Abundance is the mother of preservation. My friend Amy found herself in possession of a very large quantity of figs, more than any rational human could possibly manage to consume, so I happily took a few flats off her hands. Fig jam, after all, is my absolute favorite.
Coincidentally, I’d been harvesting fennel pollen from a thicket up the hill from my home. After a couple weeks drying in the basement, I worked the pollen off the fennel heads.
Abundance. A surfeit of figs and a bowlful of freshly harvested fennel pollen. They called to each other, beckoned each other. As my jam bubbled on the stove, possessed by the power of the pollen, I tossed some in. Just like that.
The flavor of the fennel bloomed in the jam, enhancing the natural floral and honeyed notes of the figs, but left a haunting licorice note at the back of the palate. We enjoyed some that night on crostini with homemade yogurt cheese alongside a simple salad, and I am eager to use it as a condiment with pork loin. But this jam begs for cheese, playing as well with a tart fresh chêvre, a sharp cheddar, a mild gorgonzola dolce or, best of all, salty, hard cheese like Grana Padano (or my personal favorite, Achadinha Capricious).
Fig Jam with Fennel Pollen
If you don’t have fennel pollen, fennel seed can be substituted, though the flavor will be milder.
1000 g. fresh, ripe figs, rinsed (about 7 cups, chopped)
900 g. granulated white sugar (about 5 cups)
1 Tbsp fennel pollen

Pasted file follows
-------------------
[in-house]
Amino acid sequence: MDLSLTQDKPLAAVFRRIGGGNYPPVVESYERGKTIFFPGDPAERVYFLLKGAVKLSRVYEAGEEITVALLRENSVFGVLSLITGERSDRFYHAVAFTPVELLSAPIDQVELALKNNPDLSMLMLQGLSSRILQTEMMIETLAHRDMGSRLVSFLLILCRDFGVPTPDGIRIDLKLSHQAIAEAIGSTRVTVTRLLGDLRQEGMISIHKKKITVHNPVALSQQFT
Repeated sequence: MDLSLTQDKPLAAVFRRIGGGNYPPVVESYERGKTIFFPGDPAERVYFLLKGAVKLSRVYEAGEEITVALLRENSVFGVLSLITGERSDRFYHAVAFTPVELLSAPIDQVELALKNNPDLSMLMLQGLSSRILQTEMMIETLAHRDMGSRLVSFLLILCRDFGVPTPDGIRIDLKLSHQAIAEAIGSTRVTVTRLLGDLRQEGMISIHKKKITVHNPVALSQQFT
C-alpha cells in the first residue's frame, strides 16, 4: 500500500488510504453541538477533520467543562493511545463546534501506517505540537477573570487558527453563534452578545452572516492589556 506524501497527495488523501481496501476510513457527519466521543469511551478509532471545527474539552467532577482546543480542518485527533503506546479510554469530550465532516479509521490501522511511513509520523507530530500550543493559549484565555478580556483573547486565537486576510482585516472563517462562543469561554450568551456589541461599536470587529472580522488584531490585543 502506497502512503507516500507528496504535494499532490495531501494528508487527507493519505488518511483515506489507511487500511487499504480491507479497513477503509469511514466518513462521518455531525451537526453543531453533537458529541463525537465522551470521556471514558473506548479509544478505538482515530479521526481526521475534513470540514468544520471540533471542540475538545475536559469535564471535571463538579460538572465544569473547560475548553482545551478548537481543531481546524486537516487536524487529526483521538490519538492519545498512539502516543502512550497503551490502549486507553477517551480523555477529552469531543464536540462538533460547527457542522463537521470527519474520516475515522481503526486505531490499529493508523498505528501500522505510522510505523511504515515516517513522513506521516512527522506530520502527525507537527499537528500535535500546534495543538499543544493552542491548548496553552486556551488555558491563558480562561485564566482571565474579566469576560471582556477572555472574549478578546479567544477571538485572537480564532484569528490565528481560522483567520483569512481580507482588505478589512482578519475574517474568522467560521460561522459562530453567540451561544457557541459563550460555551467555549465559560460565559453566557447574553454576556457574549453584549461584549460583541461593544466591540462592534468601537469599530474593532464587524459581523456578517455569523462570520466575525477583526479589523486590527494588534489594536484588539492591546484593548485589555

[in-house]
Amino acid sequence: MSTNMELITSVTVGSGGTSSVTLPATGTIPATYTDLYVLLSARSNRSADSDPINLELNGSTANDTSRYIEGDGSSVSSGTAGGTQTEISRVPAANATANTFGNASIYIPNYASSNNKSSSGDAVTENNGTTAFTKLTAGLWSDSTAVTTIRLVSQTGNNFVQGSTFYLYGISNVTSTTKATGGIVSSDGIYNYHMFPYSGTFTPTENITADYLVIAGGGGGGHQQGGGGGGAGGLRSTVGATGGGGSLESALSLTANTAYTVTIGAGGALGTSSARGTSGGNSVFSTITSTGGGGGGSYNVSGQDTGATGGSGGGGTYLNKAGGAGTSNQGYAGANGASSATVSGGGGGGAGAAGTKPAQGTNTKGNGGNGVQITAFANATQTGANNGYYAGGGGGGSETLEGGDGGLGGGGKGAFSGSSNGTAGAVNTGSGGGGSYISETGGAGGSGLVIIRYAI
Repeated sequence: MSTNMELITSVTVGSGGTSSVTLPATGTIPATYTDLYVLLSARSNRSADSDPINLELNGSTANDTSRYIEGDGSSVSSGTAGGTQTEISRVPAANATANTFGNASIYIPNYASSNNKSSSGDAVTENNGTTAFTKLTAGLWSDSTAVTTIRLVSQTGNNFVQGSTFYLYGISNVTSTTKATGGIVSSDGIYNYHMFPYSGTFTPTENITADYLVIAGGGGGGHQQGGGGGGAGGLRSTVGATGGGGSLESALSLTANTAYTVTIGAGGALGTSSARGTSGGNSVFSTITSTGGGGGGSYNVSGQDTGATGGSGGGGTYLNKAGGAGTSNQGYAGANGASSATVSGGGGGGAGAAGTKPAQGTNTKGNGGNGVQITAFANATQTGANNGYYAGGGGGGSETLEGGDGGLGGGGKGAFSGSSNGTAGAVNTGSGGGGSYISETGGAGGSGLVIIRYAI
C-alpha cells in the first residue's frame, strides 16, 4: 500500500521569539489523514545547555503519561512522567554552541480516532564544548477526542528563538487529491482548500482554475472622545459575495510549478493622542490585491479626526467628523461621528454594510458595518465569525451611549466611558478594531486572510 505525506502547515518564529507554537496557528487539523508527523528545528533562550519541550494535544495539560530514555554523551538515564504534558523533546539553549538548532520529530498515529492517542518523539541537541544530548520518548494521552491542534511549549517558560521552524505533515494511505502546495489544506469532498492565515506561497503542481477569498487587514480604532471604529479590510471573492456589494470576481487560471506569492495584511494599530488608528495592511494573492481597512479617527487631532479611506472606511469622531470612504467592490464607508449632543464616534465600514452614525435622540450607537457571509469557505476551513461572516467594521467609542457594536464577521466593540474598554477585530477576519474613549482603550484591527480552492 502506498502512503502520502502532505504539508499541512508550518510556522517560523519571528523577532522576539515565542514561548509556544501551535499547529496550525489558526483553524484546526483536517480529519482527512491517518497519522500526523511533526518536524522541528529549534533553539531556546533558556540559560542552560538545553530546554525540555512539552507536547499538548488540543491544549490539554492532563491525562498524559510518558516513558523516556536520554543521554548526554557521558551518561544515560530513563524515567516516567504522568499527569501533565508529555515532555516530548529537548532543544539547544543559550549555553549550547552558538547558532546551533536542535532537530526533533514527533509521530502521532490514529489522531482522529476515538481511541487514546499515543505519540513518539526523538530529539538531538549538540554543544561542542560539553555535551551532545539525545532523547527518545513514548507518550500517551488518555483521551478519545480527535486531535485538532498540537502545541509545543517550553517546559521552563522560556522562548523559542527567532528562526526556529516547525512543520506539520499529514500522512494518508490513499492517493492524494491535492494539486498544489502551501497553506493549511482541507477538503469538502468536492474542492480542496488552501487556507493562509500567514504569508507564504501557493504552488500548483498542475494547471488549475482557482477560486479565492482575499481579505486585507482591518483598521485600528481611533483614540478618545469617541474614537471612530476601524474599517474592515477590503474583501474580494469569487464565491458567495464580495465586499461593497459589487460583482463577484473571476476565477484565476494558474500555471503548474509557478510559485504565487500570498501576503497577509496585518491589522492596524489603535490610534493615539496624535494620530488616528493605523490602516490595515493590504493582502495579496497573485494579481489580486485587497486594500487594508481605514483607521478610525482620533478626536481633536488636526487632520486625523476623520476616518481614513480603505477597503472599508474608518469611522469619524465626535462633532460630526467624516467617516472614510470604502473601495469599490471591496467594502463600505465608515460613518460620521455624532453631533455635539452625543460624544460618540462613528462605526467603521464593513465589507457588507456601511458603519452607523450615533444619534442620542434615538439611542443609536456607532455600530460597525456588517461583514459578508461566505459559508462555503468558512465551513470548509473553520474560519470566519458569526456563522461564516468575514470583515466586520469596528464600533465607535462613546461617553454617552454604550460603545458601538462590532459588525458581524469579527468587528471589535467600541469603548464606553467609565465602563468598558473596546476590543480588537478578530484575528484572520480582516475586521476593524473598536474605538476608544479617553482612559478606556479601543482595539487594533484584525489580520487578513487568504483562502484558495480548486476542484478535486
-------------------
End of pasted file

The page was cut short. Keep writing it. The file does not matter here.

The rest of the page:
1 Tbsp butter, to reduce foaming (optional)
Combine the figs and sugar in a large nonreactive pot and leave to macerate for at least 30 minutes. Longer is better, as the sugar breaks down the fruit; I left mine macerating in the fridge overnight. Bring the mixture to a simmer over medium heat, stirring to avoid burning. Mash the fruit with a wooden spoon occasionally. Cook an hour or until thickened and the flesh of the fruit is translucent. Add the fennel pollen and stir to combine thoroughly. If you’re canning, ladel the jam into sterilized jars, adding 1 Tbsp of bottled lemon juice per pint, and process by normal water bath method. Otherwise, refrigerate and use within a month.
Read More: Sean discovers an award-winning pickled fig (and scores the recipe) for the SF Weekly.
Sean Timberlake is a professional writer, amateur foodie, avid traveler and all-around bon vivant. He is the founder of Punk Domestics, a content and community site for DIY food enthusiasts, and has penned the blog Hedonia since 2006. He lives in San Francisco with his husband, DPaul Brown, and their hyperactive terrier, Reese.